The only thing that can save the Cathedral is conservatism, a moderating of the headlong progressive rush that can slow the rate of failure down so that the old methods will work. That has happened before when the rate of leftward movement became dangerous to the whole structure. But, while the effectiveness of its rule has deteriorated, the ability of the left to emasculate and marginalise conservatism has increased. The chances of a Thatcher or Reagan appearing in the next decade or so to slow the rate of decline and provide a scapegoat for some of the failures looks very slim.
The worse things get, the more likely it is that some serious conservatism might appear to staunch the bleeding. If it can’t happen in ten years, maybe it will happen in twenty. But if it can happen, that means that the Cathedral’s monopoly of cool, and, more importantly, respectability, has already frayed. If a long-excluded conservatism can gain status, then so can we. And if it can’t then the decline continues to gather pace and the failings of the state continue to become more obvious.
In the end, we don’t need to beat the left. We only need to beat the right — a much easier goal. The only thing that can save The Cathedral is conservatism. We can stop it.

29 May 2013

Antidisestablishmentarianism

I wrote before, that while religion can be a force for reaction, Religion, or at any rate Christianity, should not be the primary basis of a reactionary state. There are too many factions (even within nominally hierarchical churches like the Catholic Church). If the mechanisms for resolving religious disagreement come to dictate government policy, that perverts religion and destabilises government.
The liberal approach to this problem is to separate church and state — to guarantee the church's independence from the state. This can be fairly workable, but it can reach absurd lengths: the currently dominant interpretation in the USA is that the state cannot act in any way out of religious motive. No genuinely religious person would willingly tolerate that, and it has only come about because the irreligious, or, more accurately, the adepts of a religion that has managed to classify itself as a non-religion, have taken all power in the state. (It also interprets a 220-year-old law in direct contradiction to the way it was understood and followed for the first 150 years of its existence, which is an insult to logic and to the concept of law, but that’s not important right now).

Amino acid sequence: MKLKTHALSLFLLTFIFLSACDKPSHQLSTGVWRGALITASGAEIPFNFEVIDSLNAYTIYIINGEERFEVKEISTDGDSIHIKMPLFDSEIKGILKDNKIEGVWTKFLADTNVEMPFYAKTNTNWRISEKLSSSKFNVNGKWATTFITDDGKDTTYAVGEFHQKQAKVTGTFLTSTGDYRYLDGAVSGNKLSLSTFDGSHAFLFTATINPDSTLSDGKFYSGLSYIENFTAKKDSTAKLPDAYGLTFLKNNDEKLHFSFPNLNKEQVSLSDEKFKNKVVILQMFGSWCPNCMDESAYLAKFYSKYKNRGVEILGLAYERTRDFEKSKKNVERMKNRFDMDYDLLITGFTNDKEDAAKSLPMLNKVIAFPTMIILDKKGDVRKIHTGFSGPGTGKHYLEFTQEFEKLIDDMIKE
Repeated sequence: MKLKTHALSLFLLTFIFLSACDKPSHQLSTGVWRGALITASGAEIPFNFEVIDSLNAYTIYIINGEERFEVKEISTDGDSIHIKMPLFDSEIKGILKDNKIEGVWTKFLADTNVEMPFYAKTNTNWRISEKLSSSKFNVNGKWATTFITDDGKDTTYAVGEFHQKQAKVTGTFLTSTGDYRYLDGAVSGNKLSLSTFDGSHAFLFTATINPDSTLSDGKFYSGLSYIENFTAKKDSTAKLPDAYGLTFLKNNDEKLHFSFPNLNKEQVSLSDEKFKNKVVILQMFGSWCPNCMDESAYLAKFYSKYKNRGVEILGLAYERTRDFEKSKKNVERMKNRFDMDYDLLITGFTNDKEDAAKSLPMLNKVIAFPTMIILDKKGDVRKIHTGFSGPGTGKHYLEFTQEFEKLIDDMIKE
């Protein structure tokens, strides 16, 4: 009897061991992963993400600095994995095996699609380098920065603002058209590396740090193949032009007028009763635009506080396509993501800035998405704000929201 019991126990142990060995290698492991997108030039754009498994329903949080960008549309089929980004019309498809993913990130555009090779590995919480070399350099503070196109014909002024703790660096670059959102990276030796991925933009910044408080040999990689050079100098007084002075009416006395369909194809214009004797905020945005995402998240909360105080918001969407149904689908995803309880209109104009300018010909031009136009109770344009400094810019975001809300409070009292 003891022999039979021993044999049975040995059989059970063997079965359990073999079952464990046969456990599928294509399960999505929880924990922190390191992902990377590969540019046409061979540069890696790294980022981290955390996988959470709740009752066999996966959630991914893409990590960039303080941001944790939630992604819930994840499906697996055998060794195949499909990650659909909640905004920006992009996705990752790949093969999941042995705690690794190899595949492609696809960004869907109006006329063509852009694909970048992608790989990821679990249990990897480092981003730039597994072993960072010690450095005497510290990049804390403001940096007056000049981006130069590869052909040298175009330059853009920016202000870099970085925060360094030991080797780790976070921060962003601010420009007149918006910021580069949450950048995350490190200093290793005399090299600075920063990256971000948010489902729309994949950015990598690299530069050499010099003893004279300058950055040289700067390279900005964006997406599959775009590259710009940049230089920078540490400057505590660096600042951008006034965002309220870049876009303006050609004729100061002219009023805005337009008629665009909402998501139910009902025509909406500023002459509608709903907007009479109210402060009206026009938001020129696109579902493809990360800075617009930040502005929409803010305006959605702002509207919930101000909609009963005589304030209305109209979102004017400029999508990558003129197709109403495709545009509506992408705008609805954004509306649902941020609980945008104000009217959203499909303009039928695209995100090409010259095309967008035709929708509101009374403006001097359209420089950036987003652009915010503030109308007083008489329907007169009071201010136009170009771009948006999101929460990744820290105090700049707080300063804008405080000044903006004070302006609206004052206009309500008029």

The problem with separation is that church and state become rivals. Bishops can become a dangerous example of the kind of over-mighty subject I wrote about two years ago — people with substantial real power that is not formalised within the state. My recommendation for other “mighty subjects” is to require them to accept a state position of honour which puts them under supervision by the sovereign. This is problematic in the case of a clergyman who can properly claim to be serving a higher power than the sovereign.
The solution that England found was to put the whole church under the nominal control of the state. That doesn’t mean that the Queen is the High Priestess, and she doesn’t routinely rule on doctrinal matters, but it does mean that in the case of a serious disagreement between church and state, state wins. If you don’t want an actual theocracy, that is what has to happen.
In order to work, the relationship between church and state has to go both ways. If the church is to survive under state control, the sovereign, and the large part of the leaders of the state, have to be supporters of the church.